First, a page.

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Biologic Markers in Immunotoxicology TABLE 4-1 Xenobiotics Incriminated in Human Autoimmunitya Xenobiotic Association Heavy metals Gold Immune-complex glomerulonephritis Cadmium Immune-complex glomerulonephritis Mercury Immune-complex glomerulonephritis Pharmaceuticals Lithium Autoimmune thyroid disease Penicillin Autoimmune hemolytic anemia Penicillamine Myasthenia gravis   Pemphigus   Autoimmune thyroid disease   Autoimmune hemolytic anemia α-Methyldopa Autoimmune hemolytic anemia   Autoimmune hepatitis Pyrithioxine Pemphigus α-Mercaptopropionylglycine Pemphigus Captopril Pemphigus Amiodarone Autoimmune thyroid disease Oxyphenisatin Autoimmune hepatitis Halothane Autoimmune hepatitis Organic solvents, industrial chemicals Hydrazine Systemic lupus erythematosus Polybrominated biphenyl Autoimmune thyroid disease Polychlorinated biphenyl Autoimmune thyroid disease Vinyl chloride Systemic sclerosis Silica dust Systemic sclerosis Chemicals in foods, food additives Tartrazine Systemic lupus erythematosus Alfalfa sprouts Systemic lupus erythematosus Adulterated rapeseed oil Systemic sclerosis a Some of the associations reported here are controversial and are included merely for the sake of completeness. Inclusion in this table does not mean that the members of the subcommittee believe that each association is firmly established. and temporal variations. The prevalence of some putative autoimmune diseases is listed in Table 4-2. Crohn's disease was not described until 1932 (Crohn et al., 1932). Rheumatoid arthritis is also relatively new and is less common than other forms of arthritis manifested in Old World skeletal remains (Woods and Rothschild, 1988). The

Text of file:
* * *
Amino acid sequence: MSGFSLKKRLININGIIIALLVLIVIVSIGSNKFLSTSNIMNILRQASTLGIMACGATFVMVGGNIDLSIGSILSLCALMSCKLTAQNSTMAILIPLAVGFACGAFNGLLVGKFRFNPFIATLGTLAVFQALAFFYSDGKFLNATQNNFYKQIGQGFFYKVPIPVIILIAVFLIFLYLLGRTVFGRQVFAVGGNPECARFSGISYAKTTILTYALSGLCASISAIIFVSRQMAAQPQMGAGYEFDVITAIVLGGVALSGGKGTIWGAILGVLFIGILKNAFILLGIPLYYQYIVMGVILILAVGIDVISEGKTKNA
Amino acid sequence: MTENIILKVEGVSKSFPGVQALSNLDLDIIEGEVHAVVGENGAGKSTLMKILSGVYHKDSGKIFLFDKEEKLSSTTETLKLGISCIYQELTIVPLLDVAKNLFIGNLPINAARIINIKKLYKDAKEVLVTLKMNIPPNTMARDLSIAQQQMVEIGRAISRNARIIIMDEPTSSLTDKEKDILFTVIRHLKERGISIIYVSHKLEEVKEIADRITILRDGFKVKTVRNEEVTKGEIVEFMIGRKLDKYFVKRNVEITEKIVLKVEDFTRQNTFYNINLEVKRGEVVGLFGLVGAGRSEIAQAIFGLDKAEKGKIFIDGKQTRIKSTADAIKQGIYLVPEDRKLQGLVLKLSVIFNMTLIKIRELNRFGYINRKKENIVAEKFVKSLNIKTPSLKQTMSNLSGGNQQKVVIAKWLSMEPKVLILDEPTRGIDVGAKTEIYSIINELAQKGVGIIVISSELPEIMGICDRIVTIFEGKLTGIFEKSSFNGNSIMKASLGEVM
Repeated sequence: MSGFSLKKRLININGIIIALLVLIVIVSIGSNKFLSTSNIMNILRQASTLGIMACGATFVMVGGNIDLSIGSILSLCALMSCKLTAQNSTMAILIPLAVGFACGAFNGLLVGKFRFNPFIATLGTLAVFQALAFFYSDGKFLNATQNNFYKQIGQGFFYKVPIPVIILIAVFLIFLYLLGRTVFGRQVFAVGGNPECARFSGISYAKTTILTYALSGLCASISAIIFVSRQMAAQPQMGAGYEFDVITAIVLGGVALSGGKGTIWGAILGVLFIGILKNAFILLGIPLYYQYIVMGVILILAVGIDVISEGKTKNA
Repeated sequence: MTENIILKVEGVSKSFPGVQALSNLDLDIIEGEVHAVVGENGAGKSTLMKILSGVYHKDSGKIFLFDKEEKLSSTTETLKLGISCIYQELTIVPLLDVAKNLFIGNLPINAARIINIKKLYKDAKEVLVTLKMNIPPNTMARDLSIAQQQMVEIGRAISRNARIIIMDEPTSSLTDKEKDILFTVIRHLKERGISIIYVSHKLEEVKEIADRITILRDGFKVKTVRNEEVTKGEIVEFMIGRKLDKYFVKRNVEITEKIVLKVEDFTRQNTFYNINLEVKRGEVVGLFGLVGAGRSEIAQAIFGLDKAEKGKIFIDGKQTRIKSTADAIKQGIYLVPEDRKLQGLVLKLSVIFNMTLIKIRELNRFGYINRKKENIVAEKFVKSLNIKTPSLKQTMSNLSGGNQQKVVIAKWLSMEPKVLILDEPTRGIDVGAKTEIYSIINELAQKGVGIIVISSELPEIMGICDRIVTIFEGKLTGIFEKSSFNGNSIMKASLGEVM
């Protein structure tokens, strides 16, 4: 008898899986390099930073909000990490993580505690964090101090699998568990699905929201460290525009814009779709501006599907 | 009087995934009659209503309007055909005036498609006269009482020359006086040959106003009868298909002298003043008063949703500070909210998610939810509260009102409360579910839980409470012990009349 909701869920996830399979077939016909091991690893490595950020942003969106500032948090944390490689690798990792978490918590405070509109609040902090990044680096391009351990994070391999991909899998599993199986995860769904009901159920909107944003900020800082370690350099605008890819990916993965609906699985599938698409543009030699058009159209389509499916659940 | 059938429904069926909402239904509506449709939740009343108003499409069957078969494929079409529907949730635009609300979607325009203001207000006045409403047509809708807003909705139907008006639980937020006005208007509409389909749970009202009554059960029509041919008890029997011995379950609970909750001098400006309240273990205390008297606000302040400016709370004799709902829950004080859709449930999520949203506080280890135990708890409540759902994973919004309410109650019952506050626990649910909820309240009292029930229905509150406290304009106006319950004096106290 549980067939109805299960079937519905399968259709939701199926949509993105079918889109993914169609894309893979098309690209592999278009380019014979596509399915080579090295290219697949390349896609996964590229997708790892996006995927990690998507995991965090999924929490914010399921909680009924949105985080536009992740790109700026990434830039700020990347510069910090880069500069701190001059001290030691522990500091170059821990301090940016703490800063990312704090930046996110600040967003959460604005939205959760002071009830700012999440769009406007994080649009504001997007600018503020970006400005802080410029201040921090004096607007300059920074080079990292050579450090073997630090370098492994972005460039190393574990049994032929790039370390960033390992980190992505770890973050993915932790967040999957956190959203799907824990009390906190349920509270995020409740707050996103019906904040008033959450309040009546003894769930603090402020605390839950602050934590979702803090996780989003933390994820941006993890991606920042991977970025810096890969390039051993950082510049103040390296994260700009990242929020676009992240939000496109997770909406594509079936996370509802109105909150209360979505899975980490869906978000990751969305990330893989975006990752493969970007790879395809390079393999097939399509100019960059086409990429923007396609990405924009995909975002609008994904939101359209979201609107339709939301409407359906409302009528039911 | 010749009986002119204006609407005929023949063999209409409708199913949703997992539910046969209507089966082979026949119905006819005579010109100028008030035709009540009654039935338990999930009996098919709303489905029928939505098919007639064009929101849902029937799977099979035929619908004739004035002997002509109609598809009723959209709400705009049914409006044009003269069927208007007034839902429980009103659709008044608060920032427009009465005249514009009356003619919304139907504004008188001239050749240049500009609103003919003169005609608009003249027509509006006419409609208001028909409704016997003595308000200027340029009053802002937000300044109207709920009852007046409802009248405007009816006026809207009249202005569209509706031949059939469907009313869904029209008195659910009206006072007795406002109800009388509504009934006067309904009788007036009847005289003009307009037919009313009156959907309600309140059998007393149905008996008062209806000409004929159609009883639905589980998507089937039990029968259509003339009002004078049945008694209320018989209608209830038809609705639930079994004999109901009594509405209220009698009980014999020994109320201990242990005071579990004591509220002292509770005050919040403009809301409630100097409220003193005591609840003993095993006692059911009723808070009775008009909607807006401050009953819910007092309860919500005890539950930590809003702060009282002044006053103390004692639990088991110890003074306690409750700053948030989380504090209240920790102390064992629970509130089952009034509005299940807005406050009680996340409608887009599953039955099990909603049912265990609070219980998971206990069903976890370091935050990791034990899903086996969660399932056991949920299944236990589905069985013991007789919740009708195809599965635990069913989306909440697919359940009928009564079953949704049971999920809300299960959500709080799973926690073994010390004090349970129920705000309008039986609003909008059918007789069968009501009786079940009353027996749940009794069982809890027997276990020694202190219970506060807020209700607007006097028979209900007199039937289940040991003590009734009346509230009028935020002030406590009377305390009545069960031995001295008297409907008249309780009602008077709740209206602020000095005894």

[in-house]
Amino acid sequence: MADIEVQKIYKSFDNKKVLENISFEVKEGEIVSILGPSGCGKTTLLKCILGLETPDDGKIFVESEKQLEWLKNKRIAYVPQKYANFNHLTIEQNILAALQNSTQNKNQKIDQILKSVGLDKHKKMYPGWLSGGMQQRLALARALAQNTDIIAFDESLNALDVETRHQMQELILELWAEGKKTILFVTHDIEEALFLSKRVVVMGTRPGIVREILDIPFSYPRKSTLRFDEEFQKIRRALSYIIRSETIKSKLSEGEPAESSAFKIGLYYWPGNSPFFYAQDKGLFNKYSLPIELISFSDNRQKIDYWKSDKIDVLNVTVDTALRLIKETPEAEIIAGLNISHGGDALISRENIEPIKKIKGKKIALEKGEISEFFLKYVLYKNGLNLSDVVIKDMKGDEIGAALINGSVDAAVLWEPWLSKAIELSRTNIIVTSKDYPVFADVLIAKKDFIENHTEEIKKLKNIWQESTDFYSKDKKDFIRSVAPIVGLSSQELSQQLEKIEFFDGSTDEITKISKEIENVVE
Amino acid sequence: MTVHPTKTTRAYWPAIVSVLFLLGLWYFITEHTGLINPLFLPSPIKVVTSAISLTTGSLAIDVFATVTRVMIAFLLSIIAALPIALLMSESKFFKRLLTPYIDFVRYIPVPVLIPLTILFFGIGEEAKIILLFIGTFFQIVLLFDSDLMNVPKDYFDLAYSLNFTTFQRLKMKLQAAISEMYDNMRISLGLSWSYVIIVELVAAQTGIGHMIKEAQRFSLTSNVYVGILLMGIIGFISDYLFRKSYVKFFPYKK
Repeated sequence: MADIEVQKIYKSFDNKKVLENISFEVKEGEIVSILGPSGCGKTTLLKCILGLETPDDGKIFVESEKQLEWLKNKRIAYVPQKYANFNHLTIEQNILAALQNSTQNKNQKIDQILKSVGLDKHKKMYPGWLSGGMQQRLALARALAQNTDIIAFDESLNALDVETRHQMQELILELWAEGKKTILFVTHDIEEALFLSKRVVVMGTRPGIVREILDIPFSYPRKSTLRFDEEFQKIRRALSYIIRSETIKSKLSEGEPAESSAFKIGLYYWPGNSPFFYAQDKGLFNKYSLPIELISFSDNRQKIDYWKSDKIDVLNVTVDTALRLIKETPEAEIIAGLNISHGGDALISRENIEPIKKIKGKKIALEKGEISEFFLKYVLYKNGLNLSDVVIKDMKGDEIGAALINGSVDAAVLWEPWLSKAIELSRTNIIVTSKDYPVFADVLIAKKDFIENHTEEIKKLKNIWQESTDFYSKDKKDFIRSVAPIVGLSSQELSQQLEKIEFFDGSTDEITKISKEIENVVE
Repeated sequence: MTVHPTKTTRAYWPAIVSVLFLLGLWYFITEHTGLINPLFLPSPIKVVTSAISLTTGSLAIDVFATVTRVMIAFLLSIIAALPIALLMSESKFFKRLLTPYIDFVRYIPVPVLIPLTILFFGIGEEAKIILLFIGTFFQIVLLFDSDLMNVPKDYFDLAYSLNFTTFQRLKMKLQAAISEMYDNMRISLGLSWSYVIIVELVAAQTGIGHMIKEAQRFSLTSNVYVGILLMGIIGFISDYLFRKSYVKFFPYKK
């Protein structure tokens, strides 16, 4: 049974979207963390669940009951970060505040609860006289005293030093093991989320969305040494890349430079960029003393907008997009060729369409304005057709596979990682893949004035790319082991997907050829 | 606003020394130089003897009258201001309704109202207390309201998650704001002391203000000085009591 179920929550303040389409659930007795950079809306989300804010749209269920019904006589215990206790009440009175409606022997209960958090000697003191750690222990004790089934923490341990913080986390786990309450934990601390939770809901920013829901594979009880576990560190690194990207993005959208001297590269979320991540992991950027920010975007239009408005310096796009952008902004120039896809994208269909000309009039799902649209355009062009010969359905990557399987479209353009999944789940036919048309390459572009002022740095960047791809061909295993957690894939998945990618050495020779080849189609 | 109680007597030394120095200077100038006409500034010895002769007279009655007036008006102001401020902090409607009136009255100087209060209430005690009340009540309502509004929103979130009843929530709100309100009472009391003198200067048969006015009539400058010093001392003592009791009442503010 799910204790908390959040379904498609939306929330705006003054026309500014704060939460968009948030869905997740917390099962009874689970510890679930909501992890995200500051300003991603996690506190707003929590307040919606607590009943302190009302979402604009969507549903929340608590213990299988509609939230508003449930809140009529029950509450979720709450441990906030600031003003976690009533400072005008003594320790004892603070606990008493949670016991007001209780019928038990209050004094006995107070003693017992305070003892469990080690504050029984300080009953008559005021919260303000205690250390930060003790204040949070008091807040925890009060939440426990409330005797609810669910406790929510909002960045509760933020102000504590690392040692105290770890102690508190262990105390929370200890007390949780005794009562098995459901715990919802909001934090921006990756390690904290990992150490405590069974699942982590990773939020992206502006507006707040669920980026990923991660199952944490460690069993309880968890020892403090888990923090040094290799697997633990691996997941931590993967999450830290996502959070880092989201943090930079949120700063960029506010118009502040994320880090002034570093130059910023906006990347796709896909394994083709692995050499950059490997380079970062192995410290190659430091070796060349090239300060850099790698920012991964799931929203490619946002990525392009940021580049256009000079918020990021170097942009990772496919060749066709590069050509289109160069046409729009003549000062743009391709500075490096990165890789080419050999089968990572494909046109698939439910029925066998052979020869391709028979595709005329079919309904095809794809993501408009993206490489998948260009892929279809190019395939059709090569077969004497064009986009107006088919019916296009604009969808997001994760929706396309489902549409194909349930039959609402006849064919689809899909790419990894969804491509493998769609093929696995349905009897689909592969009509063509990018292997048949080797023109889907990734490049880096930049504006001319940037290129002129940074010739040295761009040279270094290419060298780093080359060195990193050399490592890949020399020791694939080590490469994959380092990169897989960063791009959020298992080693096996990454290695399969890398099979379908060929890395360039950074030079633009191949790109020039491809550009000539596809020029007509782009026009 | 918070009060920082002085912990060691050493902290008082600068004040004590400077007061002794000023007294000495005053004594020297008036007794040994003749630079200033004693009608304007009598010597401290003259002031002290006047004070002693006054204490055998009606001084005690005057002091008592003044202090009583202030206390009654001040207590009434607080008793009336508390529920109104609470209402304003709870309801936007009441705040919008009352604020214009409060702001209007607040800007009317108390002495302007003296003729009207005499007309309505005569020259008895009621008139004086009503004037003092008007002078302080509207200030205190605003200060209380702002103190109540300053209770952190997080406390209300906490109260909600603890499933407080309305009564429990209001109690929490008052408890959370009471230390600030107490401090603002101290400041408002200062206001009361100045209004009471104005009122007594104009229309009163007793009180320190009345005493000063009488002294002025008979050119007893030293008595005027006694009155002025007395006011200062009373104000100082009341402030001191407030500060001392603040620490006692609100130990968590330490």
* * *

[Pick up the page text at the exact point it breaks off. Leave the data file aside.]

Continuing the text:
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Biologic Markers in Immunotoxicology TABLE 4-2 Autoimmune Disease Related to Specific Xenobiotic Exposure with Some Annual Incidencea Disease Substance Annual Incidence Systemic lupus erythematosus Pharmaceuticals, hydrazine, tartrazine, alfalfa sprouts 6 to 35 per 100,000 Autoimmune hemolytic anemia Pharmaceuticals   Myasthenia gravis Penicillamine 2 to 5 per million Pemphigus Penicillamine, pyrithioxine, α-mercap-topropionylglycine, captopril   Glomerulonephritis Pharmaceuticals, heavy metals (mercury, cadmium, gold)   Autoimmune thyroid disease Polybrominated biphenyl, polychlorinated biphenyl, lithium, penicillamine, amiodarone   Autoimmune hepatitis α-Methyldopa, oxyphenisatinn, halo-thane   Scleroderma Vinyl chloride, silica dust 4.5 to 12 per million a Some of the associations reported here are controversial and are included merely for the sake of completeness. Inclusion in this table does not mean that members of the subcommittee believe that each association is firmly established. Source: Bigazzi (1988) and Wyngaarden and Smith (1988). incidence of Crohn's disease is increasing in several geographic areas. In central Israel, the incidence increased from 0.33/100,000 in 1970 to 3.1/100,000 in 1979 (Fireman et al., 1989). Over similar periods, increases have been documented in Alberta, Canada (Pinchbeck et al., 1988), and in northern Europe (Binder, 1988), suggesting a xenobiotic or infectious environmental contribution. Trends and geographic variations are useful, if difficult, in clarifying the epidemiology and etiology of autoimmune disease. SUSCEPTIBILITY VERSUS EXPOSURE There is a familial clustering of many autoimmune diseases, suggesting a genetic predisposition. The human leukocyte antigen (HLA) system, which is a classification of cell-surface glycoproteins on lymphocytes and macrophages, is an important marker of susceptibility for 40 or more diseases. The influence of this system can play a dominant role in the development of autoimmune disease. The association between the HLA-B27 (class I antigen) haplotype and ankylosing spondylitis (suspected to be of autoimmune origin) is a striking example. Ninety percent of patients and 9% of normal subjects having this haplotype have a relative risk of 87 (87 times the normal rate of disease). The risk varies from country to country, and in the United States there is a significant